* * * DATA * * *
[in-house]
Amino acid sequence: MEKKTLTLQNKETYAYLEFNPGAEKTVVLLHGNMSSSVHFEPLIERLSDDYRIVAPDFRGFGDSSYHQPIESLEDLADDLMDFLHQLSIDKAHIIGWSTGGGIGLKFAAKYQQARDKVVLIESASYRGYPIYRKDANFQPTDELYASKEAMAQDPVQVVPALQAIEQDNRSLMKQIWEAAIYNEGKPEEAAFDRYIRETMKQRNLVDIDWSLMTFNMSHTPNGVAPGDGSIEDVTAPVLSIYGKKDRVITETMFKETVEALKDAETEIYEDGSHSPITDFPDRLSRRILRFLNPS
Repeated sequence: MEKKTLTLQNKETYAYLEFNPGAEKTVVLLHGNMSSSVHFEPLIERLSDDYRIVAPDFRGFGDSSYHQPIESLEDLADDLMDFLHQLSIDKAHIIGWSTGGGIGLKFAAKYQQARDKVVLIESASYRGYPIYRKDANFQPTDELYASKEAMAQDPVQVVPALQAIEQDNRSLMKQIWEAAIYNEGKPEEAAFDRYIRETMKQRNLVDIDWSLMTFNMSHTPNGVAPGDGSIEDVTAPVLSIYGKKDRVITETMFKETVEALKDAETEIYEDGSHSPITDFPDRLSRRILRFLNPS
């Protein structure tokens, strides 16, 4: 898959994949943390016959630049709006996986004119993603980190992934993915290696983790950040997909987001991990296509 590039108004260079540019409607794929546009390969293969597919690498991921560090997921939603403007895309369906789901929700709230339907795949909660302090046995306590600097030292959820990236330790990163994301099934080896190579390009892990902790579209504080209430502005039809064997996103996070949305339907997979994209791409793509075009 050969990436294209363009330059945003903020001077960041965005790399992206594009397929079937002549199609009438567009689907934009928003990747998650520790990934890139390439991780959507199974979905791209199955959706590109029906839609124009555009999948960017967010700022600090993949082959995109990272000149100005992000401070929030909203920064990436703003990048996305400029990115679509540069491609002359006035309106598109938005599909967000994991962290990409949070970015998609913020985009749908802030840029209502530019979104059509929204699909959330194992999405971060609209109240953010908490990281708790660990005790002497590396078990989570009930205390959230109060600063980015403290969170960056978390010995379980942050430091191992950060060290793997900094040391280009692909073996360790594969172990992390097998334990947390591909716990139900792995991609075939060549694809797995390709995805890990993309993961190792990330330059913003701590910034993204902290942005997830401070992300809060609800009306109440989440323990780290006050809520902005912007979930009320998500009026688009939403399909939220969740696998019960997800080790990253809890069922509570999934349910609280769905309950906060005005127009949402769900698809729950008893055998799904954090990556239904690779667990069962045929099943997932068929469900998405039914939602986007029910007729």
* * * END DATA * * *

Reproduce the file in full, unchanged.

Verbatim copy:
[in-house]
Amino acid sequence: MEKKTLTLQNKETYAYLEFNPGAEKTVVLLHGNMSSSVHFEPLIERLSDDYRIVAPDFRGFGDSSYHQPIESLEDLADDLMDFLHQLSIDKAHIIGWSTGGGIGLKFAAKYQQARDKVVLIESASYRGYPIYRKDANFQPTDELYASKEAMAQDPVQVVPALQAIEQDNRSLMKQIWEAAIYNEGKPEEAAFDRYIRETMKQRNLVDIDWSLMTFNMSHTPNGVAPGDGSIEDVTAPVLSIYGKKDRVITETMFKETVEALKDAETEIYEDGSHSPITDFPDRLSRRILRFLNPS
Repeated sequence: MEKKTLTLQNKETYAYLEFNPGAEKTVVLLHGNMSSSVHFEPLIERLSDDYRIVAPDFRGFGDSSYHQPIESLEDLADDLMDFLHQLSIDKAHIIGWSTGGGIGLKFAAKYQQARDKVVLIESASYRGYPIYRKDANFQPTDELYASKEAMAQDPVQVVPALQAIEQDNRSLMKQIWEAAIYNEGKPEEAAFDRYIRETMKQRNLVDIDWSLMTFNMSHTPNGVAPGDGSIEDVTAPVLSIYGKKDRVITETMFKETVEALKDAETEIYEDGSHSPITDFPDRLSRRILRFLNPS
């Protein structure tokens, strides 16, 4: 898959994949943390016959630049709006996986004119993603980190992934993915290696983790950040997909987001991990296509 590039108004260079540019409607794929546009390969293969597919690498991921560090997921939603403007895309369906789901929700709230339907795949909660302090046995306590600097030292959820990236330790990163994301099934080896190579390009892990902790579209504080209430502005039809064997996103996070949305339907997979994209791409793509075009 050969990436294209363009330059945003903020001077960041965005790399992206594009397929079937002549199609009438567009689907934009928003990747998650520790990934890139390439991780959507199974979905791209199955959706590109029906839609124009555009999948960017967010700022600090993949082959995109990272000149100005992000401070929030909203920064990436703003990048996305400029990115679509540069491609002359006035309106598109938005599909967000994991962290990409949070970015998609913020985009749908802030840029209502530019979104059509929204699909959330194992999405971060609209109240953010908490990281708790660990005790002497590396078990989570009930205390959230109060600063980015403290969170960056978390010995379980942050430091191992950060060290793997900094040391280009692909073996360790594969172990992390097998334990947390591909716990139900792995991609075939060549694809797995390709995805890990993309993961190792990330330059913003701590910034993204902290942005997830401070992300809060609800009306109440989440323990780290006050809520902005912007979930009320998500009026688009939403399909939220969740696998019960997800080790990253809890069922509570999934349910609280769905309950906060005005127009949402769900698809729950008893055998799904954090990556239904690779667990069962045929099943997932068929469900998405039914939602986007029910007729």